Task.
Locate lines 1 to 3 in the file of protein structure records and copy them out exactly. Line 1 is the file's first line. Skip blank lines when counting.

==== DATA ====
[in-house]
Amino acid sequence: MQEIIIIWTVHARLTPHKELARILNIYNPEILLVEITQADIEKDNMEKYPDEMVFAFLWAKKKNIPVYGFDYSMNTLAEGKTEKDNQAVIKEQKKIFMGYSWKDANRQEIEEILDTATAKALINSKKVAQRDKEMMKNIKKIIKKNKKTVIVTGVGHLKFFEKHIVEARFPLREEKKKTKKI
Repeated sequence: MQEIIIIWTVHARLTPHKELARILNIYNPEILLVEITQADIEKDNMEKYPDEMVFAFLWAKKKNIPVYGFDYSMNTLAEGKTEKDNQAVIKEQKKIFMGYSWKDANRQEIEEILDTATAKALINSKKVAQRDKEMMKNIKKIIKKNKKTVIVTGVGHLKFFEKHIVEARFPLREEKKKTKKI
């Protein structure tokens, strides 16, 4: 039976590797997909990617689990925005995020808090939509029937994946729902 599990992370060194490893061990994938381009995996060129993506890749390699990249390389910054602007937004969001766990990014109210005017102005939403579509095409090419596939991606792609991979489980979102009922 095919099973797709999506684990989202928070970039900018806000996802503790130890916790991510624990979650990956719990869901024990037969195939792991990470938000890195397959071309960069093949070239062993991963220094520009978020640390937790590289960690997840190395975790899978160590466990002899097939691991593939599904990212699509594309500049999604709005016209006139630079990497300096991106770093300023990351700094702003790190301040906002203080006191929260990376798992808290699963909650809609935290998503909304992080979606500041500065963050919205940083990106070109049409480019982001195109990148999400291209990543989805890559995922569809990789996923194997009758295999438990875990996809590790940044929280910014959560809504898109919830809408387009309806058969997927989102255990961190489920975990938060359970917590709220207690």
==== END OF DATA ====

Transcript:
[in-house]
Amino acid sequence: MQEIIIIWTVHARLTPHKELARILNIYNPEILLVEITQADIEKDNMEKYPDEMVFAFLWAKKKNIPVYGFDYSMNTLAEGKTEKDNQAVIKEQKKIFMGYSWKDANRQEIEEILDTATAKALINSKKVAQRDKEMMKNIKKIIKKNKKTVIVTGVGHLKFFEKHIVEARFPLREEKKKTKKI
Repeated sequence: MQEIIIIWTVHARLTPHKELARILNIYNPEILLVEITQADIEKDNMEKYPDEMVFAFLWAKKKNIPVYGFDYSMNTLAEGKTEKDNQAVIKEQKKIFMGYSWKDANRQEIEEILDTATAKALINSKKVAQRDKEMMKNIKKIIKKNKKTVIVTGVGHLKFFEKHIVEARFPLREEKKKTKKI